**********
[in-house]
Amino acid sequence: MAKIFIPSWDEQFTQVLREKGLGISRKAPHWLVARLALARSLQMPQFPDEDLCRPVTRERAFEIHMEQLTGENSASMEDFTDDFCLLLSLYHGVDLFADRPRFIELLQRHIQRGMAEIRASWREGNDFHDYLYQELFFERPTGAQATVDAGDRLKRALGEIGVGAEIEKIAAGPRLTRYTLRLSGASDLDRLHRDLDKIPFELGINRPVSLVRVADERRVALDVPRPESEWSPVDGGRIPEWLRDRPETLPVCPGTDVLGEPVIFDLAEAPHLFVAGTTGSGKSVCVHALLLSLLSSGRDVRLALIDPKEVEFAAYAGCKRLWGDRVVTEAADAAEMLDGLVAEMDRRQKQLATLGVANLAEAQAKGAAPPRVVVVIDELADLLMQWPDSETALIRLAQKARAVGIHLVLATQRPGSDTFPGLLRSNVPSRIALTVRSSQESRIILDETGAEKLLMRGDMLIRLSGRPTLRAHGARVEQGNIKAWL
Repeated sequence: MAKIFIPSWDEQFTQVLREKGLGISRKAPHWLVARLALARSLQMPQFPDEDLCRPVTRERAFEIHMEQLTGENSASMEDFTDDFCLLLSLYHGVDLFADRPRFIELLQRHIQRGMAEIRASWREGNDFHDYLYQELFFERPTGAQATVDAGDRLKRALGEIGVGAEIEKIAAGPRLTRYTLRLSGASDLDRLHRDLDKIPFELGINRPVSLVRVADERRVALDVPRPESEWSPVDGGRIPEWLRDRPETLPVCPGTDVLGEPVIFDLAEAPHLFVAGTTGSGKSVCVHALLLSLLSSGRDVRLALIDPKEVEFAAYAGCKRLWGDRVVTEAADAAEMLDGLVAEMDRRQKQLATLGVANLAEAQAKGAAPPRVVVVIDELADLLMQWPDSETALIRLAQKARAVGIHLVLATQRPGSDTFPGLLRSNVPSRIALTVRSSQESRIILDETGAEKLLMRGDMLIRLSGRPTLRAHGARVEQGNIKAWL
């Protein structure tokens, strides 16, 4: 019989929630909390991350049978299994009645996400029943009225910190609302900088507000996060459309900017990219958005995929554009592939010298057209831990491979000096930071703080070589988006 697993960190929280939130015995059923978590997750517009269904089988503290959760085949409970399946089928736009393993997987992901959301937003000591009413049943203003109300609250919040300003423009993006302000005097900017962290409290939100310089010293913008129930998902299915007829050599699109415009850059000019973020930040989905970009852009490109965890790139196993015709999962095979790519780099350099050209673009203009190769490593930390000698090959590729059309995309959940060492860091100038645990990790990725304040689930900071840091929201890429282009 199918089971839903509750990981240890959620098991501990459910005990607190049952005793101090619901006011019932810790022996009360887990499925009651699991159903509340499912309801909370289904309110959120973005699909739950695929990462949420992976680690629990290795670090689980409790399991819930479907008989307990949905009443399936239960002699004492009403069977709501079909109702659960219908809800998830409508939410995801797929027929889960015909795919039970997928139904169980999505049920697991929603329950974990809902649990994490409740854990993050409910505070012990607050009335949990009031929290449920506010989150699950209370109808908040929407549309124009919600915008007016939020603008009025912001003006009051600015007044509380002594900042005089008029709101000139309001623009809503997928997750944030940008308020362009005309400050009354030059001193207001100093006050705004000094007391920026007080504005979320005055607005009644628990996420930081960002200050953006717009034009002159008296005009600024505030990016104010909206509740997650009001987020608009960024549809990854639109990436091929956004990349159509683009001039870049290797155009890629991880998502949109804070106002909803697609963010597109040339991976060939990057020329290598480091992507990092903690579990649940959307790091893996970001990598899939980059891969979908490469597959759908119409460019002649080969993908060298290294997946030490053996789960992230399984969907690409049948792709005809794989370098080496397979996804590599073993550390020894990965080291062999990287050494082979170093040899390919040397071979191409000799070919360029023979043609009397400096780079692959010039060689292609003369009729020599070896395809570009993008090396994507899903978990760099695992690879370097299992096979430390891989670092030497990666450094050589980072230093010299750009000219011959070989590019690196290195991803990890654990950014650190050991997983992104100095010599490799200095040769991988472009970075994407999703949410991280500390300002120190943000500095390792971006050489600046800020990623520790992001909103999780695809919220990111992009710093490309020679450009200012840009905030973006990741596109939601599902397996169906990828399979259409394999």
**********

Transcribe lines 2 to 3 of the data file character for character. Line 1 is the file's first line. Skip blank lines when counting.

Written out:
Amino acid sequence: MAKIFIPSWDEQFTQVLREKGLGISRKAPHWLVARLALARSLQMPQFPDEDLCRPVTRERAFEIHMEQLTGENSASMEDFTDDFCLLLSLYHGVDLFADRPRFIELLQRHIQRGMAEIRASWREGNDFHDYLYQELFFERPTGAQATVDAGDRLKRALGEIGVGAEIEKIAAGPRLTRYTLRLSGASDLDRLHRDLDKIPFELGINRPVSLVRVADERRVALDVPRPESEWSPVDGGRIPEWLRDRPETLPVCPGTDVLGEPVIFDLAEAPHLFVAGTTGSGKSVCVHALLLSLLSSGRDVRLALIDPKEVEFAAYAGCKRLWGDRVVTEAADAAEMLDGLVAEMDRRQKQLATLGVANLAEAQAKGAAPPRVVVVIDELADLLMQWPDSETALIRLAQKARAVGIHLVLATQRPGSDTFPGLLRSNVPSRIALTVRSSQESRIILDETGAEKLLMRGDMLIRLSGRPTLRAHGARVEQGNIKAWL
Repeated sequence: MAKIFIPSWDEQFTQVLREKGLGISRKAPHWLVARLALARSLQMPQFPDEDLCRPVTRERAFEIHMEQLTGENSASMEDFTDDFCLLLSLYHGVDLFADRPRFIELLQRHIQRGMAEIRASWREGNDFHDYLYQELFFERPTGAQATVDAGDRLKRALGEIGVGAEIEKIAAGPRLTRYTLRLSGASDLDRLHRDLDKIPFELGINRPVSLVRVADERRVALDVPRPESEWSPVDGGRIPEWLRDRPETLPVCPGTDVLGEPVIFDLAEAPHLFVAGTTGSGKSVCVHALLLSLLSSGRDVRLALIDPKEVEFAAYAGCKRLWGDRVVTEAADAAEMLDGLVAEMDRRQKQLATLGVANLAEAQAKGAAPPRVVVVIDELADLLMQWPDSETALIRLAQKARAVGIHLVLATQRPGSDTFPGLLRSNVPSRIALTVRSSQESRIILDETGAEKLLMRGDMLIRLSGRPTLRAHGARVEQGNIKAWL